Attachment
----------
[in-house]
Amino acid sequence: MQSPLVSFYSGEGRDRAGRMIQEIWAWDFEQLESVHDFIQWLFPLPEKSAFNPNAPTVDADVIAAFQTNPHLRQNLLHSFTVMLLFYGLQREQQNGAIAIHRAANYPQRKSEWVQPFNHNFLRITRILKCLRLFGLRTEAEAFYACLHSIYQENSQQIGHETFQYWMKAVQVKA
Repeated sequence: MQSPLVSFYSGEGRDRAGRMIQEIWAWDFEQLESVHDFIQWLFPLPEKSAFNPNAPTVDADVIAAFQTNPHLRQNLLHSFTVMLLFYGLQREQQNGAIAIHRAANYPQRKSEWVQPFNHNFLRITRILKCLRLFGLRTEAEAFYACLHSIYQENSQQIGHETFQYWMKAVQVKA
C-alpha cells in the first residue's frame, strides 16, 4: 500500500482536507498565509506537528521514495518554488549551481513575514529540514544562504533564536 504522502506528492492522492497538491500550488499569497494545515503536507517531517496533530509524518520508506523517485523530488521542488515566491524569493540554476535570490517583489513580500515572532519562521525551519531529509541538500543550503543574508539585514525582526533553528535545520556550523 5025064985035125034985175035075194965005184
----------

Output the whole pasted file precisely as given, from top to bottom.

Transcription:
[in-house]
Amino acid sequence: MQSPLVSFYSGEGRDRAGRMIQEIWAWDFEQLESVHDFIQWLFPLPEKSAFNPNAPTVDADVIAAFQTNPHLRQNLLHSFTVMLLFYGLQREQQNGAIAIHRAANYPQRKSEWVQPFNHNFLRITRILKCLRLFGLRTEAEAFYACLHSIYQENSQQIGHETFQYWMKAVQVKA
Repeated sequence: MQSPLVSFYSGEGRDRAGRMIQEIWAWDFEQLESVHDFIQWLFPLPEKSAFNPNAPTVDADVIAAFQTNPHLRQNLLHSFTVMLLFYGLQREQQNGAIAIHRAANYPQRKSEWVQPFNHNFLRITRILKCLRLFGLRTEAEAFYACLHSIYQENSQQIGHETFQYWMKAVQVKA
C-alpha cells in the first residue's frame, strides 16, 4: 500500500482536507498565509506537528521514495518554488549551481513575514529540514544562504533564536 504522502506528492492522492497538491500550488499569497494545515503536507517531517496533530509524518520508506523517485523530488521542488515566491524569493540554476535570490517583489513580500515572532519562521525551519531529509541538500543550503543574508539585514525582526533553528535545520556550523 5025064985035125034985175035075194965005184